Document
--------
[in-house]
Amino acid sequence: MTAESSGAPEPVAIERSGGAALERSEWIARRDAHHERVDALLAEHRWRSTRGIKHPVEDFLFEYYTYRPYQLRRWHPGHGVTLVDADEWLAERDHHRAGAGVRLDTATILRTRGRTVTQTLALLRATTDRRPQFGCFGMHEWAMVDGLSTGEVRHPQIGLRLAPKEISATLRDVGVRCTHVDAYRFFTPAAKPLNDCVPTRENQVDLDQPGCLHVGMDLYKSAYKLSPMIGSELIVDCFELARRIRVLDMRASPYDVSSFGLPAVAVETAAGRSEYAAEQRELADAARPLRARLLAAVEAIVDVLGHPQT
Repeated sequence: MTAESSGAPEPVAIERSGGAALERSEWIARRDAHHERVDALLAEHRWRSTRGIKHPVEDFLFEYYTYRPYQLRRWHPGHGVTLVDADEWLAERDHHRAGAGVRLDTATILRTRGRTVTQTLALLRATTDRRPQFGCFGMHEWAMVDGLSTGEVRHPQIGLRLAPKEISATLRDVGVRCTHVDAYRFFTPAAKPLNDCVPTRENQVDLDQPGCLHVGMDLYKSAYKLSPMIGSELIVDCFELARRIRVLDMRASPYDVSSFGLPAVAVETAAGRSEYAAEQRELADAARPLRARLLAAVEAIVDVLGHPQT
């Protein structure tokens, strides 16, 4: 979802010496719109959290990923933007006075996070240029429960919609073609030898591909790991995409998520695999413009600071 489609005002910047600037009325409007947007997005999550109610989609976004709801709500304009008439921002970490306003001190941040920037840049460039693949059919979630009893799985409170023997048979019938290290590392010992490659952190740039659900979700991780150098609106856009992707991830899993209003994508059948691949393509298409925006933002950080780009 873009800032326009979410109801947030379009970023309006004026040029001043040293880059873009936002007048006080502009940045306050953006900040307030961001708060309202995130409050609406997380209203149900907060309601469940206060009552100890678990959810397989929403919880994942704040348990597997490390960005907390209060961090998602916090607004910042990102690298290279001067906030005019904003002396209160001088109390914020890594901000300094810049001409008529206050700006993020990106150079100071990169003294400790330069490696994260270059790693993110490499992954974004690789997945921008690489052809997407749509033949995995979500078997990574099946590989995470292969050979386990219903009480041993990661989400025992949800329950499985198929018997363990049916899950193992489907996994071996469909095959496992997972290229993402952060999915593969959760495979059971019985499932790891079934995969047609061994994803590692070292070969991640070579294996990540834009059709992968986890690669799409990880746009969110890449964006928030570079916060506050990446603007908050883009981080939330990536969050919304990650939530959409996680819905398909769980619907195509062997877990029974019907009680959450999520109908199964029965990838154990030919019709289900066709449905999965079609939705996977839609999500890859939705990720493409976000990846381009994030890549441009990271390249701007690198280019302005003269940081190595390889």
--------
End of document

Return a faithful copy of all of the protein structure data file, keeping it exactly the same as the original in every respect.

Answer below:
[in-house]
Amino acid sequence: MTAESSGAPEPVAIERSGGAALERSEWIARRDAHHERVDALLAEHRWRSTRGIKHPVEDFLFEYYTYRPYQLRRWHPGHGVTLVDADEWLAERDHHRAGAGVRLDTATILRTRGRTVTQTLALLRATTDRRPQFGCFGMHEWAMVDGLSTGEVRHPQIGLRLAPKEISATLRDVGVRCTHVDAYRFFTPAAKPLNDCVPTRENQVDLDQPGCLHVGMDLYKSAYKLSPMIGSELIVDCFELARRIRVLDMRASPYDVSSFGLPAVAVETAAGRSEYAAEQRELADAARPLRARLLAAVEAIVDVLGHPQT
Repeated sequence: MTAESSGAPEPVAIERSGGAALERSEWIARRDAHHERVDALLAEHRWRSTRGIKHPVEDFLFEYYTYRPYQLRRWHPGHGVTLVDADEWLAERDHHRAGAGVRLDTATILRTRGRTVTQTLALLRATTDRRPQFGCFGMHEWAMVDGLSTGEVRHPQIGLRLAPKEISATLRDVGVRCTHVDAYRFFTPAAKPLNDCVPTRENQVDLDQPGCLHVGMDLYKSAYKLSPMIGSELIVDCFELARRIRVLDMRASPYDVSSFGLPAVAVETAAGRSEYAAEQRELADAARPLRARLLAAVEAIVDVLGHPQT
């Protein structure tokens, strides 16, 4: 979802010496719109959290990923933007006075996070240029429960919609073609030898591909790991995409998520695999413009600071 489609005002910047600037009325409007947007997005999550109610989609976004709801709500304009008439921002970490306003001190941040920037840049460039693949059919979630009893799985409170023997048979019938290290590392010992490659952190740039659900979700991780150098609106856009992707991830899993209003994508059948691949393509298409925006933002950080780009 873009800032326009979410109801947030379009970023309006004026040029001043040293880059873009936002007048006080502009940045306050953006900040307030961001708060309202995130409050609406997380209203149900907060309601469940206060009552100890678990959810397989929403919880994942704040348990597997490390960005907390209060961090998602916090607004910042990102690298290279001067906030005019904003002396209160001088109390914020890594901000300094810049001409008529206050700006993020990106150079100071990169003294400790330069490696994260270059790693993110490499992954974004690789997945921008690489052809997407749509033949995995979500078997990574099946590989995470292969050979386990219903009480041993990661989400025992949800329950499985198929018997363990049916899950193992489907996994071996469909095959496992997972290229993402952060999915593969959760495979059971019985499932790891079934995969047609061994994803590692070292070969991640070579294996990540834009059709992968986890690669799409990880746009969110890449964006928030570079916060506050990446603007908050883009981080939330990536969050919304990650939530959409996680819905398909769980619907195509062997877990029974019907009680959450999520109908199964029965990838154990030919019709289900066709449905999965079609939705996977839609999500890859939705990720493409976000990846381009994030890549441009990271390249701007690198280019302005003269940081190595390889």